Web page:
World AIDS Day event gives Richmonders a chance to remember and share
Bob Higginson, lovingly known as Dr. Bob to those who have used his services as VCU’s HIV/AIDS clinic, shared some terrifying numbers before a humble crowd at Holy Rosary Catholic Church in Church Hill last night:
There’s 1.2 million in the US who are HIV infected… there are 50,000 new infections every year, one new infection every 10 mins. There are about 1000 new infections in Virginia every year – 6,000 people live with HIV/AIDS in Richmond area. And there are 350 new infections in Richmond alone every year.
“That’s about five a week,” he said. “We can get to zero, but its going to take some work. Five people in Richmond every week is five too many.”
World AIDS Day has been celebrated in cities around the globe for almost 30 years, and while the impacts of activist work in the 90s and pharmaceutical companies today has curbed what was once a death sentence, the illness continues to plague many, most often men who have sex with men in communities of color.
“In the African American community, the progress, pharmaceutical and treatment advances, have not reversed the trends where in we find too many people dying too often and too young from this treatable and preventable disease,” said Dr, Cynthia Newbille, 7th District Richmond Councilwoman and a long time activist for HIV/AIDS services in the city.
“It is a collective effort… we all most work together to move back the needle on the health of our community… while we’ve made remarkable progress in the fight against HIVE/AIDS, we’re no where near the goal,” she said.
Newbille was among several speakers who hoped to inform folks and advance conversations around HIV/AIDS as Richmond continues to suffer. She preached the idea of what she called E.S.T.: education, screening and treatment.
“We’ve made enough advances that we can live long, healthy viable lives. But that can only happen if we educate, screen and treat,” she said.
Dr. Bob agreed, noting that while infection and death rates have dropped, he’s still seeing two kinds of people come into his office: people who have been living for the disease for over a decade, and people who are newly infected.
“I’d much rather have fewer people we have to treat so we don’t have to worry about this in the future,” he said. “Hopefully some day we can look back and remember when there was HIV.”
James Millner, President of Virginia Pride, also spoke at the event. He listed off the names of some of the friends he lots through the years and said that, while larger conversations around AIDS usually point to Africa, the crisis is in our backyard as well.
“AIDS has no boundary, it recognizes no border… It affects us all – whether we’re gay or straight. Regardless of our race, gender, or gender identity,” he said. “It impacts us all not because of how we’re different, but what we all have in common – we’re human.”
Millner was flanked by Jeananne Adams, a volunteer with Holy Rosary’s HIV/AIDS ministry during the worst of the crisis here in RVA.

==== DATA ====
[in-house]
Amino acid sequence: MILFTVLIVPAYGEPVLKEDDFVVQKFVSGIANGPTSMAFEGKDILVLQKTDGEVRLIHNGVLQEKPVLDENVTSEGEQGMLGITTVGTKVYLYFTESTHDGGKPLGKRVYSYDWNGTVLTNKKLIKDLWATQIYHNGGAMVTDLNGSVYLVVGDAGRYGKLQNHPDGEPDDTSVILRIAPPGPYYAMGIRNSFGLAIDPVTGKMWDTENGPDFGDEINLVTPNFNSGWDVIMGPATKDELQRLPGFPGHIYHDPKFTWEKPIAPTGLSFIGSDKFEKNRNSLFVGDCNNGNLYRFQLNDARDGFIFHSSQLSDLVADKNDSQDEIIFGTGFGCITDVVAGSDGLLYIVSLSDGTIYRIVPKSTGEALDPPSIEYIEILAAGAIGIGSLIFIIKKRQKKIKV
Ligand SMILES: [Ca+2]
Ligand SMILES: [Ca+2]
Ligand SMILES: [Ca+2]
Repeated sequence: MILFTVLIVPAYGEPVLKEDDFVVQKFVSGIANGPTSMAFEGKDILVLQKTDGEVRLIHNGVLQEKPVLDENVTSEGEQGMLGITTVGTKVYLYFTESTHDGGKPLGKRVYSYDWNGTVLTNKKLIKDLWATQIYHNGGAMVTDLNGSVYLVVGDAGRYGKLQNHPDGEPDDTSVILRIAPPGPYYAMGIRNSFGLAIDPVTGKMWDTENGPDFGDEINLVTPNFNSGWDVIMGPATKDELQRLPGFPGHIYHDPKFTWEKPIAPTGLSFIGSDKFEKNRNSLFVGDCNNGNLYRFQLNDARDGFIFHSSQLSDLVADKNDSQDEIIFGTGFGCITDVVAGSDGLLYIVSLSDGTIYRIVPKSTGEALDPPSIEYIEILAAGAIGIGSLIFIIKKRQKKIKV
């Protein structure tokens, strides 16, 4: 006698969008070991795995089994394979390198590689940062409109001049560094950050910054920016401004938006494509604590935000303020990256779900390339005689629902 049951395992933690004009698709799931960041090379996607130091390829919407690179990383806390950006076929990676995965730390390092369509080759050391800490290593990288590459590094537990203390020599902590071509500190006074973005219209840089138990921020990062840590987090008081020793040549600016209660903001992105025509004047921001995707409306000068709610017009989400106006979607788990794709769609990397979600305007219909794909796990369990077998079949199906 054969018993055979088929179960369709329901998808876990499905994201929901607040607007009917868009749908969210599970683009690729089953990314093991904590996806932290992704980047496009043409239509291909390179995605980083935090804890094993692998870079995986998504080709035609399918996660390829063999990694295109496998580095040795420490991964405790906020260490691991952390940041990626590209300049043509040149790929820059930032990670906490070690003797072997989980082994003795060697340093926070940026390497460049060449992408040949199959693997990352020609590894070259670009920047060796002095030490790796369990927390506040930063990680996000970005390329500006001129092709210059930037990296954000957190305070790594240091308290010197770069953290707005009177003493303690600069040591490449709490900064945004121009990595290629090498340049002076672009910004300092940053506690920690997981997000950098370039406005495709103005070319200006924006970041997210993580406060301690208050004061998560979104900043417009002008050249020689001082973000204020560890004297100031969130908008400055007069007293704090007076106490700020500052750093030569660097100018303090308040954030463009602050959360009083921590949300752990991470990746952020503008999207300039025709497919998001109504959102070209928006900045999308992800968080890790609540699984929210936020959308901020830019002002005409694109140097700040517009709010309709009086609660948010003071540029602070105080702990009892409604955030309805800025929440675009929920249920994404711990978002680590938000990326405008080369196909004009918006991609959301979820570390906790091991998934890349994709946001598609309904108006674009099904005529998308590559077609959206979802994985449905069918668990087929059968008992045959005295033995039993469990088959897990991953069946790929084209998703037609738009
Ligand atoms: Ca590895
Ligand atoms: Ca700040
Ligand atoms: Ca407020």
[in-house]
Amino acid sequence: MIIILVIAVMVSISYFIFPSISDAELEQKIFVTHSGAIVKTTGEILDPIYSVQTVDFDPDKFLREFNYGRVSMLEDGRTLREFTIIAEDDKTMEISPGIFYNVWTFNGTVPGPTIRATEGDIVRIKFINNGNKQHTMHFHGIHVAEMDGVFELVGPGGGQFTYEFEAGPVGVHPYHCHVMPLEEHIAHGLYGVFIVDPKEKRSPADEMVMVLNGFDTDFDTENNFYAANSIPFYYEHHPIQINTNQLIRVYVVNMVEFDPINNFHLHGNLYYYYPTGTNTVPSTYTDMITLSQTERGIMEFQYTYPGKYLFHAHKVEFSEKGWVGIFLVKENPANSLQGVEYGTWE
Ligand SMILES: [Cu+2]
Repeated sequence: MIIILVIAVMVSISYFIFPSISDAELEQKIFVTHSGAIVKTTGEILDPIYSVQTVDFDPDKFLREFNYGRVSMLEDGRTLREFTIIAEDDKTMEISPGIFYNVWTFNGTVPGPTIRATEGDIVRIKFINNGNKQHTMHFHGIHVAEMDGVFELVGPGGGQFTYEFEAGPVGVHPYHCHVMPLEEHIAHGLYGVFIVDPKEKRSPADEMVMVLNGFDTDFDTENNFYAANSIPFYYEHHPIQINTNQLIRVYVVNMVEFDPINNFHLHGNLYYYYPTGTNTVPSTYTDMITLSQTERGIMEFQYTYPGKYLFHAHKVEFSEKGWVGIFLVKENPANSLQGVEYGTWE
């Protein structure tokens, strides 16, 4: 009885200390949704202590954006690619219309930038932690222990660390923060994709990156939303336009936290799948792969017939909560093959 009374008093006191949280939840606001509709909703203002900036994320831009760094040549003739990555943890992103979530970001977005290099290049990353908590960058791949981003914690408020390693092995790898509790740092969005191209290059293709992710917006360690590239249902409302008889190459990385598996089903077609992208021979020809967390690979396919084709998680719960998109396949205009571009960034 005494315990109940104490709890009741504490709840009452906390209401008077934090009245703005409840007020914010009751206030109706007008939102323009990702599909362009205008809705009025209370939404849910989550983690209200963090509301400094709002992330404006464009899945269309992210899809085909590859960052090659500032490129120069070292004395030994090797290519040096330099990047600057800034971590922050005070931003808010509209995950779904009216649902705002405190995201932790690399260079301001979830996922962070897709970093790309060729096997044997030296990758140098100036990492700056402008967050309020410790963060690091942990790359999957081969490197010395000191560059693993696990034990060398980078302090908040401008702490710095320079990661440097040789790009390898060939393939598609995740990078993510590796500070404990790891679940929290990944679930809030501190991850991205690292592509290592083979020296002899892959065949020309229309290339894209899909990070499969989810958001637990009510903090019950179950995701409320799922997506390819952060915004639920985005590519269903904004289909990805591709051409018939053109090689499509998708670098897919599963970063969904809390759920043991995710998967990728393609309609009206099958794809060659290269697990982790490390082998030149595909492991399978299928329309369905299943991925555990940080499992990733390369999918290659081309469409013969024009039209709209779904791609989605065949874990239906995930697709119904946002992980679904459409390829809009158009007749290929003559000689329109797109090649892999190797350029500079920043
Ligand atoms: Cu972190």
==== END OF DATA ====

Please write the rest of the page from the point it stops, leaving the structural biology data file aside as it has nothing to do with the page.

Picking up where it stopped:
As a former nurse, she remembered the only treatments available when the disease broke out were mask, gloves, soap and water, and prayer.
“You prayed for yourself, your family, for your patients, cause you didn’t know what or when you would become infected or if someone would infect you,” she said.
The Richmond World AIDS Day service includes a chance for those affected by the illness to share their stories before the crowd. One man, a recent Florida transplant who said he’d been living with HIV for about a decade, spoke of the stigma that people like him often face when they are open with their diagnosis.
“Living with it is lonely, getting medications, being fearful if you can afford the medications is enough – but to know you’re looked at as a second class citizen in your community is the worst part,” he said. But he pointed to the church vestibules with a look of hope between tears.
“Showing up at events like this shows you love and you care,” he said. “It can attack anyone, but it is a preventable disease and so is the stigma.”
In another moving shared story, the mother of an AIDS patient spoke tearfully and recalled times spent in Dr. Bob’s office, often finding solace in his words of support.
“You taught me how to appreciate my son…” she said. “But more importantly, I learned unconditional love… I lived with it and I speak it every opportunity I get.”
She too acknowledged the issues many living with the illness face, especially those who are abandoned by their families once they share the truth.
“Love your children in spite of what society says. Love those persons living with AIDS,” she said. “Take the time to embrace something you may not understand, but love unconditionally.”
The day’s events also included a candle light vigil and march in Carytown as well as a day-service at Richmond’s Metropolitan Community Church. Keep up with Richmond’s World AIDS Day event on facebook here and mark your calendars for next years’ ceremony.
“It is never mournful. It is a time to share the impact our loved ones have left,”November 30, 2016
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